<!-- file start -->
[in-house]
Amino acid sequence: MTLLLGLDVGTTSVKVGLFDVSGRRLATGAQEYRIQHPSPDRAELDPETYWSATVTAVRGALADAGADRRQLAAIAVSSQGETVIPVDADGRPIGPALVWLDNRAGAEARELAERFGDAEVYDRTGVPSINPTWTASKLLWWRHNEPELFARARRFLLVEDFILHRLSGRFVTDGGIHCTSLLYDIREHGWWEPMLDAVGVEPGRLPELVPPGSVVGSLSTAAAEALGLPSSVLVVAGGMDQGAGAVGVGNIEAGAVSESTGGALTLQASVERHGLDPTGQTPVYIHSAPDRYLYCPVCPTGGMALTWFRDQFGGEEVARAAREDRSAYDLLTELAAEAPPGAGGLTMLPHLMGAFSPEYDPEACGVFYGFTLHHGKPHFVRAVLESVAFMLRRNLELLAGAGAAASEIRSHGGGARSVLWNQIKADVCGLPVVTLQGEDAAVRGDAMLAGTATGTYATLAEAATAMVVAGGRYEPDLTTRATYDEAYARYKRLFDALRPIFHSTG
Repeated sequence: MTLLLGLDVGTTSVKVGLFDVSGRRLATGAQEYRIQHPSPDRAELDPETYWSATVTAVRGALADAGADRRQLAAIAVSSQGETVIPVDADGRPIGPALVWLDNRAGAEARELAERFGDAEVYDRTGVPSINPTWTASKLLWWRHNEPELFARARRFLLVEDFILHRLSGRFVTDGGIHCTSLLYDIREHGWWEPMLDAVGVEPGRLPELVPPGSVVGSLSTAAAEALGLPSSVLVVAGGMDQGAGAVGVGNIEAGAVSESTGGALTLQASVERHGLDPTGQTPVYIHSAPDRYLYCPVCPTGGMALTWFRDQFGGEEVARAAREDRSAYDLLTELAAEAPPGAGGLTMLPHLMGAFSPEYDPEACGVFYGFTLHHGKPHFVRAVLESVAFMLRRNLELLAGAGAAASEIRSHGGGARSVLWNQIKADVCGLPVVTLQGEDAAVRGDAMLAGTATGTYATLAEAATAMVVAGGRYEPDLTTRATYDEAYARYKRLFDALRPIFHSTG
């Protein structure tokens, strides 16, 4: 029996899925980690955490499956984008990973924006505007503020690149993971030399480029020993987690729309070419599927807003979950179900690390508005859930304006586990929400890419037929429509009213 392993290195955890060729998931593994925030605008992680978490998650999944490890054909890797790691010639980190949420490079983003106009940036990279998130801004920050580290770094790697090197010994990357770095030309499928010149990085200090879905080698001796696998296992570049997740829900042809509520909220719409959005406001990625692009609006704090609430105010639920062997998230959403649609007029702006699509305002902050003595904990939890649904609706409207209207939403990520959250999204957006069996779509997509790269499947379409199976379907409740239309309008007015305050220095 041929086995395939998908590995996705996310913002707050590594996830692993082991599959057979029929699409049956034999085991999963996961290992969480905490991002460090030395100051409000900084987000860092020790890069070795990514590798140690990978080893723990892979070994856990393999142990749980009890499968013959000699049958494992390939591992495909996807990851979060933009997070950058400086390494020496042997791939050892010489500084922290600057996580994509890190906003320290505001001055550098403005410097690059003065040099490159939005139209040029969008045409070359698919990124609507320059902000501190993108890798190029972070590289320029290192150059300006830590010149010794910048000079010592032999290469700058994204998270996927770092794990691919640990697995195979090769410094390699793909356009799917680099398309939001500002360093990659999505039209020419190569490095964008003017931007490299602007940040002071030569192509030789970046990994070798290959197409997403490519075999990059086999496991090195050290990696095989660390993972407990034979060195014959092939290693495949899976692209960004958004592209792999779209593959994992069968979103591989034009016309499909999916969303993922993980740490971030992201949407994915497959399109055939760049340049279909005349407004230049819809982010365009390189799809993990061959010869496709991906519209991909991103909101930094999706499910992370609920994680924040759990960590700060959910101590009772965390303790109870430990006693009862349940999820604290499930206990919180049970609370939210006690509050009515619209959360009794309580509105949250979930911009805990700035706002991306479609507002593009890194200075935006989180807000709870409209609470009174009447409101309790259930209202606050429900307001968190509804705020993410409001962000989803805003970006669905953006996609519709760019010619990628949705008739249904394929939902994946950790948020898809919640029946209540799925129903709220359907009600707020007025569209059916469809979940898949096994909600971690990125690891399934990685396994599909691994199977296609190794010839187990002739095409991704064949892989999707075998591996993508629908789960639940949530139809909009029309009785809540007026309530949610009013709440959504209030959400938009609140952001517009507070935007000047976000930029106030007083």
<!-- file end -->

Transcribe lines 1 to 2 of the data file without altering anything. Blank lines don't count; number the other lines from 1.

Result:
[in-house]
Amino acid sequence: MTLLLGLDVGTTSVKVGLFDVSGRRLATGAQEYRIQHPSPDRAELDPETYWSATVTAVRGALADAGADRRQLAAIAVSSQGETVIPVDADGRPIGPALVWLDNRAGAEARELAERFGDAEVYDRTGVPSINPTWTASKLLWWRHNEPELFARARRFLLVEDFILHRLSGRFVTDGGIHCTSLLYDIREHGWWEPMLDAVGVEPGRLPELVPPGSVVGSLSTAAAEALGLPSSVLVVAGGMDQGAGAVGVGNIEAGAVSESTGGALTLQASVERHGLDPTGQTPVYIHSAPDRYLYCPVCPTGGMALTWFRDQFGGEEVARAAREDRSAYDLLTELAAEAPPGAGGLTMLPHLMGAFSPEYDPEACGVFYGFTLHHGKPHFVRAVLESVAFMLRRNLELLAGAGAAASEIRSHGGGARSVLWNQIKADVCGLPVVTLQGEDAAVRGDAMLAGTATGTYATLAEAATAMVVAGGRYEPDLTTRATYDEAYARYKRLFDALRPIFHSTG